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13 hours ago, frenchpress said:

 

Edit: and I guess I’ll add that I have written this test as part of the research project, and I found it overall more agreeable than Casper. Still disagree with the whole premise. But, for applicants this year who have to do it - at least be reassured that its not that annoying of a hoop in comparison with all the other CaRMS hoops you have to deal with. 

I get the feeling that this is part of some bigger research project…but have no data to back it up (I.e. they will follow those who wrote it and how they score and compare to passing rate of rotations/CCFP certifying exam).

i, too, am tired of more and more tests for trainees…just remember that once you’re staff there’s no more exams and studying is now left to you and your devices (gotta study and keep up or else be “that” person who is practising based on guidelines from 20-30 years ago…)

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1 hour ago, LostLamb said:

I get the feeling that this is part of some bigger research project…but have no data to back it up (I.e. they will follow those who wrote it and how they score and compare to passing rate of rotations/CCFP certifying exam).

i, too, am tired of more and more tests for trainees…just remember that once you’re staff there’s no more exams and studying is now left to you and your devices (gotta study and keep up or else be “that” person who is practising based on guidelines from 20-30 years ago…)

Like CBD? Lmao.......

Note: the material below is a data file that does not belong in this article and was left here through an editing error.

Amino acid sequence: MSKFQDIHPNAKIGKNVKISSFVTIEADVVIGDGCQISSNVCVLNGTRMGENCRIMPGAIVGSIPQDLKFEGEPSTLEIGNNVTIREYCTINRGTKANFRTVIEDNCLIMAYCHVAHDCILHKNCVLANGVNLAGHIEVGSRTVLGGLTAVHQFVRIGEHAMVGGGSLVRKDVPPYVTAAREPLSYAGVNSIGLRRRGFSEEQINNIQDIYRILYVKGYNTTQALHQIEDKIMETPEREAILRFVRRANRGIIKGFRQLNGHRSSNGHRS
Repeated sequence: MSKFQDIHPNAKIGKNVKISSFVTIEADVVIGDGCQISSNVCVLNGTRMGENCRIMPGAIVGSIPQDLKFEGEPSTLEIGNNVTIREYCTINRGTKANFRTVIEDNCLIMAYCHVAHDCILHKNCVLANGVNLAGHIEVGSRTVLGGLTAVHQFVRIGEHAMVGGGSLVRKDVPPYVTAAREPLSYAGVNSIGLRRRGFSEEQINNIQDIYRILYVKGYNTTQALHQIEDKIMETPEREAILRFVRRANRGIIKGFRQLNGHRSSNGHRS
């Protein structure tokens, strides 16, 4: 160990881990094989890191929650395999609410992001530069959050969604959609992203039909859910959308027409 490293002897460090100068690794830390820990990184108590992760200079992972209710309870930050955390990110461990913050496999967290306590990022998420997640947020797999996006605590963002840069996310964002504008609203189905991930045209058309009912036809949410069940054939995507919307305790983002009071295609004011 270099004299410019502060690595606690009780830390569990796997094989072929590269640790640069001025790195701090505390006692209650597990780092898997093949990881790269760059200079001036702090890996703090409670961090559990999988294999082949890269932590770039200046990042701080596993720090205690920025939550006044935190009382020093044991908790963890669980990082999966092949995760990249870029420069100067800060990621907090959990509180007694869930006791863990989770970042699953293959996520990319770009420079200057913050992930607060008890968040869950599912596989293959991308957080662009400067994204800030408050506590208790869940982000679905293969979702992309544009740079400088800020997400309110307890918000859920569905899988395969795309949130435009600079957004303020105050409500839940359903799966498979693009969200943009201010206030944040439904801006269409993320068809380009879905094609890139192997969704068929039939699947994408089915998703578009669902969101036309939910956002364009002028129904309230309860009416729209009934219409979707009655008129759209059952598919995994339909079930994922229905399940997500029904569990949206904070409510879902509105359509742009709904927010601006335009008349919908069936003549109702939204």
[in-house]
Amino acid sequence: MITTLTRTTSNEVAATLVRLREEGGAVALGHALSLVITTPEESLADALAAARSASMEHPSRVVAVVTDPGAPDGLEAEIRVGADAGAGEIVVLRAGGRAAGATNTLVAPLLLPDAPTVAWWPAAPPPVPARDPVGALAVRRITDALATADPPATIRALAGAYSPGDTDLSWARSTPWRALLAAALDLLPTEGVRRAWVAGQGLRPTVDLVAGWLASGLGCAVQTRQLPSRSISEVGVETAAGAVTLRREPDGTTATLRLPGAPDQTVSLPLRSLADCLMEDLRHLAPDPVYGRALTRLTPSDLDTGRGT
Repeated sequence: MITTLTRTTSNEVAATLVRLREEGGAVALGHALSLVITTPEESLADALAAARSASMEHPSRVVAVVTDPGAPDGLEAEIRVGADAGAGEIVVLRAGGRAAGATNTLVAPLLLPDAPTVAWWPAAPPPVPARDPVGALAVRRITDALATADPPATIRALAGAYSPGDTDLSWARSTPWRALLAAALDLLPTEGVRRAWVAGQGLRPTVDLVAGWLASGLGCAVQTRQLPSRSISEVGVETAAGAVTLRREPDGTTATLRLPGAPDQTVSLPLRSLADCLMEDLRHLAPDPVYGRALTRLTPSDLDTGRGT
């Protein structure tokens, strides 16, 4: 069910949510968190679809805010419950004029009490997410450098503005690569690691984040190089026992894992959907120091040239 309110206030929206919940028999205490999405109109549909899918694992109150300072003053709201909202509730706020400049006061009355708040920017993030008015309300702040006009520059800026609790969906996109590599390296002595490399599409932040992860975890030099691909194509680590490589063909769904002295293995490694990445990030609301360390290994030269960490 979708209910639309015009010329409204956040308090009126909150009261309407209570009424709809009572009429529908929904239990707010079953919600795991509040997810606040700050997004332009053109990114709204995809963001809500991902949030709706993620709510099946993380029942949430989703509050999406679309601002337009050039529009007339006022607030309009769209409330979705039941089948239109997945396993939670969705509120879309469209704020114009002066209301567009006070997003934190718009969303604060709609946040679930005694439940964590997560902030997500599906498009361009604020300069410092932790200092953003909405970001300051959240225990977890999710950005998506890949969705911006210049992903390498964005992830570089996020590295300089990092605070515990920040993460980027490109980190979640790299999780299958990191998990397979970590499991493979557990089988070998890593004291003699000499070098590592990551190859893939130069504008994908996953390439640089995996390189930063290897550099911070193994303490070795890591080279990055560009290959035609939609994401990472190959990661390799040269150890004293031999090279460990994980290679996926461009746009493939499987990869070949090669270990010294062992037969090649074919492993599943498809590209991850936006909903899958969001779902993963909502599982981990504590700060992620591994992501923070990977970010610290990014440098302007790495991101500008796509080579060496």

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15 hours ago, frenchpress said:

I think it’s dumb. I think all the tests are dumb. However, I do appreciate that they’re trying to move away from Casper to something more affordable and easier to schedule - my understanding is this test is not actually meant to make any money for anyone, and you can write it whenever you want in the test window. Way less of a pain in the ass than Casper. 
 

Edit: and I guess I’ll add that I have written this test as part of the research project, and I found it overall more agreeable than Casper. Still disagree with the whole premise. But, for applicants this year who have to do it - at least be reassured that its not that annoying of a hoop in comparison with all the other CaRMS hoops you have to deal with. 

Med students are some of the most highly-selected individuals for their ability to write tests, including SJTs like CASPer and MMIs. We wouldn't be in med school otherwise. Adding on yet another test of the same flavour is hardly defensible. In the end, residency is a job, and perhaps CaRMS should be treated more like a job application.

If the program selection committee wants more non-peer-reviewed, un-validated ways to narrow us down, fine, but we already have to pay to apply to their programs - perhaps they should put their money where their mouth is: If they believe FM-PRoC is useful, then they should cover the cost themselves because, quite frankly, it's not my problem that they're spoiled for choice, and you can't claim to want greater socioeconomic diversity in your medical school / residency if you're going to expect people to pay further costs out of their own pocket, regardless of what the actual cost is and what their earning potential may be. Nor can you claim to want diversity of experiences when you're literally marking people against how close their opinions are to those of current residents/physicians.

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4 hours ago, LostLamb said:

I get the feeling that this is part of some bigger research project…but have no data to back it up (I.e. they will follow those who wrote it and how they score and compare to passing rate of rotations/CCFP certifying exam).

i, too, am tired of more and more tests for trainees…just remember that once you’re staff there’s no more exams and studying is now left to you and your devices (gotta study and keep up or else be “that” person who is practising based on guidelines from 20-30 years ago…)